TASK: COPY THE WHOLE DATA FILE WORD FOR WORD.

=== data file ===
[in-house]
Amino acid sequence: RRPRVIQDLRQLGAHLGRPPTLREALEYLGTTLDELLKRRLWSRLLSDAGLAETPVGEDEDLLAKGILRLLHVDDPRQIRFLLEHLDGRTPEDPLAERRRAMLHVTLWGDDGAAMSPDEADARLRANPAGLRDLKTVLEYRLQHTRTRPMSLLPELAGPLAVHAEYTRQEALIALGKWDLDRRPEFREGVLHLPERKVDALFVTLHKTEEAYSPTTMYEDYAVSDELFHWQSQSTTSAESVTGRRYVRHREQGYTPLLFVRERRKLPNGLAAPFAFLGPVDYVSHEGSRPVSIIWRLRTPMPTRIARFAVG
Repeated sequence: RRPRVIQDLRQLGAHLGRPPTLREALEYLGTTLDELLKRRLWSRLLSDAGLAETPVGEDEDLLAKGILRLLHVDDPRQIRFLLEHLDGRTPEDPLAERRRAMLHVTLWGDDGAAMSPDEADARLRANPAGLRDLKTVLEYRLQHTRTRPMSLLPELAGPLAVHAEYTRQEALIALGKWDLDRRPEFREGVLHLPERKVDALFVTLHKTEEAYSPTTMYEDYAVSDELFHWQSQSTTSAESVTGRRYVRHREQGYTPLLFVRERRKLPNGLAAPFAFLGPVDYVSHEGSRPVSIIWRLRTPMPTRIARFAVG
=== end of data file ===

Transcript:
[in-house]
Amino acid sequence: RRPRVIQDLRQLGAHLGRPPTLREALEYLGTTLDELLKRRLWSRLLSDAGLAETPVGEDEDLLAKGILRLLHVDDPRQIRFLLEHLDGRTPEDPLAERRRAMLHVTLWGDDGAAMSPDEADARLRANPAGLRDLKTVLEYRLQHTRTRPMSLLPELAGPLAVHAEYTRQEALIALGKWDLDRRPEFREGVLHLPERKVDALFVTLHKTEEAYSPTTMYEDYAVSDELFHWQSQSTTSAESVTGRRYVRHREQGYTPLLFVRERRKLPNGLAAPFAFLGPVDYVSHEGSRPVSIIWRLRTPMPTRIARFAVG
Repeated sequence: RRPRVIQDLRQLGAHLGRPPTLREALEYLGTTLDELLKRRLWSRLLSDAGLAETPVGEDEDLLAKGILRLLHVDDPRQIRFLLEHLDGRTPEDPLAERRRAMLHVTLWGDDGAAMSPDEADARLRANPAGLRDLKTVLEYRLQHTRTRPMSLLPELAGPLAVHAEYTRQEALIALGKWDLDRRPEFREGVLHLPERKVDALFVTLHKTEEAYSPTTMYEDYAVSDELFHWQSQSTTSAESVTGRRYVRHREQGYTPLLFVRERRKLPNGLAAPFAFLGPVDYVSHEGSRPVSIIWRLRTPMPTRIARFAVG